Vibrant is the best way to describe St. Petersburg's performing arts scene. Some nights it is as if a current of culture is coursing through the city, lighting up stages and performance spaces with an array options. But as venues such as the Palladium Theater, American Stage and Studio@620 innovate and draw boutique audiences, the grande dame of venues in the city, the Mahaffey Theater, is failing.
This is not a new problem. The city-owned Mahaffey has been troubled to varying degrees for years. But that was supposed to change after the city invested $20 million in remaking the theater from an utilitarian box into an attractive waterfront performing arts destination. The grand reopening in 2006 also included new management. SMG, an international facilities management company, was hired to develop a winning strategy of entertaining cultural offerings and promotion.
It didn't work. The city is subsidizing Mahaffey operations at about $1 million a year. SMG may have a formula that has proven successful for some of the dozens of other theaters it manages, but not here, not with Mahaffey. Other than the Florida Orchestra's stellar performances, programming under SMG has been generally incoherent and underwhelming.
The theater can't compete with the larger Tampa Bay Performing Arts Center for a decent Broadway series. Yet it continues to try, bringing in tired retreads for too many dates and too few patrons. The effort has been such a bust that Broadway Across America, a Broadway tour company, terminated its contract after only two seasons of a 10-year deal. Now the theater is promoting a "Broadway Plus!" series, offering a lineup that includes Kenny Rogers Christmas and Hits. Is this really Broadway?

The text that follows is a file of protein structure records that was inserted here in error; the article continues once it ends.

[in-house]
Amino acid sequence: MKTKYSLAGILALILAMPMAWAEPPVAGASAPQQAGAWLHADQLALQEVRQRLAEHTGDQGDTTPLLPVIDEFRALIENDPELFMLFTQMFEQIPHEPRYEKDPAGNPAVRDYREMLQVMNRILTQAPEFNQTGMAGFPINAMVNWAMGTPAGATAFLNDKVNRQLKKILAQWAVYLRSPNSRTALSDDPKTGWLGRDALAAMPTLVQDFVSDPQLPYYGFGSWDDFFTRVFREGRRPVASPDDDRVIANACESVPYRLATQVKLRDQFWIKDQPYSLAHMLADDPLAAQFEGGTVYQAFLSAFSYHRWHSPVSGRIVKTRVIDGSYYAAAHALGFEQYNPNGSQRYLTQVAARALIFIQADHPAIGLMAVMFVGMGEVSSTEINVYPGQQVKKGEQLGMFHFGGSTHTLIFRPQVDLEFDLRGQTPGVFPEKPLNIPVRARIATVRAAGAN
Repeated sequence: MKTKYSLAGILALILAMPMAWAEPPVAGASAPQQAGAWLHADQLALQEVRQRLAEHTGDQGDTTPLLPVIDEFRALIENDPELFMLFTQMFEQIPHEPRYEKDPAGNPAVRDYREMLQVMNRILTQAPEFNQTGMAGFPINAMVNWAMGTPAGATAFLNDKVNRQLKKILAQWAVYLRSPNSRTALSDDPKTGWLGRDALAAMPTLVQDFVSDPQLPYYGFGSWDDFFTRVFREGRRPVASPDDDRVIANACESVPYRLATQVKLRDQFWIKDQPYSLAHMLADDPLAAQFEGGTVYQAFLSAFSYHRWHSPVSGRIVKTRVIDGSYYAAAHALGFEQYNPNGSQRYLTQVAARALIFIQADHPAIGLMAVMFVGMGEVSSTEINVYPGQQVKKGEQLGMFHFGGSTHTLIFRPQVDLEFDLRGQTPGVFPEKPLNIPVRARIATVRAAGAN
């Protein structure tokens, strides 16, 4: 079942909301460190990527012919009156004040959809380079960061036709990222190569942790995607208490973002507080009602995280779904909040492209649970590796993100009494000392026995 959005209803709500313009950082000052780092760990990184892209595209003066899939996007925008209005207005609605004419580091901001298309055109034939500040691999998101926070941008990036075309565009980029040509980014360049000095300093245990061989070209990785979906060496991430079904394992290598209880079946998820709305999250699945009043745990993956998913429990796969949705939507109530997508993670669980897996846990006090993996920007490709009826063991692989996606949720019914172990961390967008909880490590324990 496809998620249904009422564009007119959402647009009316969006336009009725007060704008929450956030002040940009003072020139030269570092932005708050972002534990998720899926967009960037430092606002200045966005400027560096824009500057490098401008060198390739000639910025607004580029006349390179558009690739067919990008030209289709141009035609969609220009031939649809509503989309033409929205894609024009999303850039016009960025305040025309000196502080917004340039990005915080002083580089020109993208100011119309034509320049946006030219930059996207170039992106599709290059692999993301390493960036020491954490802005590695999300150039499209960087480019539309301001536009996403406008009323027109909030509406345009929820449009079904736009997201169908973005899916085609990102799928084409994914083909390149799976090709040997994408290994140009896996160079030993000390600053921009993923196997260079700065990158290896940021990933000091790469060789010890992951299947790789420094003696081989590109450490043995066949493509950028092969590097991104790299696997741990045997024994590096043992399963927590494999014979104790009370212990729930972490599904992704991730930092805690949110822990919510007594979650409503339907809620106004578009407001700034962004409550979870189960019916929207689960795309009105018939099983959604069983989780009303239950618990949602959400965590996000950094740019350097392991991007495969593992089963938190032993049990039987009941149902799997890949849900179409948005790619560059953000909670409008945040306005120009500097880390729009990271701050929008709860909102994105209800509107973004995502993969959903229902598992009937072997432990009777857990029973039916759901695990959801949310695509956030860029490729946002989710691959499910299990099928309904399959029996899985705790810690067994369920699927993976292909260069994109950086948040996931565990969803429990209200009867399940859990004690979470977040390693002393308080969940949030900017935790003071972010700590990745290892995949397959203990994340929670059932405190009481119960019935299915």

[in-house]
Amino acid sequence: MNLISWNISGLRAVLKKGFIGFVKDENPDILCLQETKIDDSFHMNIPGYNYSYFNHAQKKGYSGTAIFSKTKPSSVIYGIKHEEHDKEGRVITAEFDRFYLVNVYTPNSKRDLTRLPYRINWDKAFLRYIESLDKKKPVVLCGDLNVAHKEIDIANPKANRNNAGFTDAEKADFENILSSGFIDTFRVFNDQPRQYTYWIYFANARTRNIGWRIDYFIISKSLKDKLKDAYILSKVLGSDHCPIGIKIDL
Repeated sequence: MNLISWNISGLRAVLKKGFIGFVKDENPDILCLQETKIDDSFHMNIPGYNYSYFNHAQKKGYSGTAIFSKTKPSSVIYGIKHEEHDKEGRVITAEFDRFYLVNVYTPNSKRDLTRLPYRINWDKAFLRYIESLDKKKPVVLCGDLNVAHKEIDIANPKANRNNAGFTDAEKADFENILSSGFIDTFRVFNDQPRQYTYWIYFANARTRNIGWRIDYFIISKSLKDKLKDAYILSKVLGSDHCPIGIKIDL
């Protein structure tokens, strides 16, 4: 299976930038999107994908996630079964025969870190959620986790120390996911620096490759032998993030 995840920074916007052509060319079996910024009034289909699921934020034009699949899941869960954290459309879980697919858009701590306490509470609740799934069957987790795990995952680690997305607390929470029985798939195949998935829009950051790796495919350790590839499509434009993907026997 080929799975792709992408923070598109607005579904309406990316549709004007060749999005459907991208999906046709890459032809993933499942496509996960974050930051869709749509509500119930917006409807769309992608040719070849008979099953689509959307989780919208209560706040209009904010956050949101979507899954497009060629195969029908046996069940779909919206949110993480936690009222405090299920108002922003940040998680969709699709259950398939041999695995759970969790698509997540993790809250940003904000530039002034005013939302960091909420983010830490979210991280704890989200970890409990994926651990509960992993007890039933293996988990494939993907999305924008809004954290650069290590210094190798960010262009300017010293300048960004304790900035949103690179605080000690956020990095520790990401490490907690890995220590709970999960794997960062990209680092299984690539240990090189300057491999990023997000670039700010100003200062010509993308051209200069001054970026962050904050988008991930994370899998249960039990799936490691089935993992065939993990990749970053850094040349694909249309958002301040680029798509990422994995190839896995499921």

Mahaffey's 2,030-seat theater is dark too many nights, and when something does fill the stage, too often people are not filling the seats. One of its Broadway series shows in 2007, the Ten Tenors, drew only 2,707 for eight shows. This kind of mishandling suggests that when the contract between the city and SMG is up for renewal in October 2010, the relationship should end unless there is a sudden reversal of fortunes.
The Mahaffey needs a unique identity that connects with theatergoers in the Tampa Bay region. Someone needs to take the helm who knows the community and the performing arts, and who has the instincts to create an identifiable niche. It can't come soon enough.
St. Petersburg enjoys the awakening of an energetic and eclectic performing arts district that draws patrons from a broad area. If only the Mahaffey were a bigger part of it.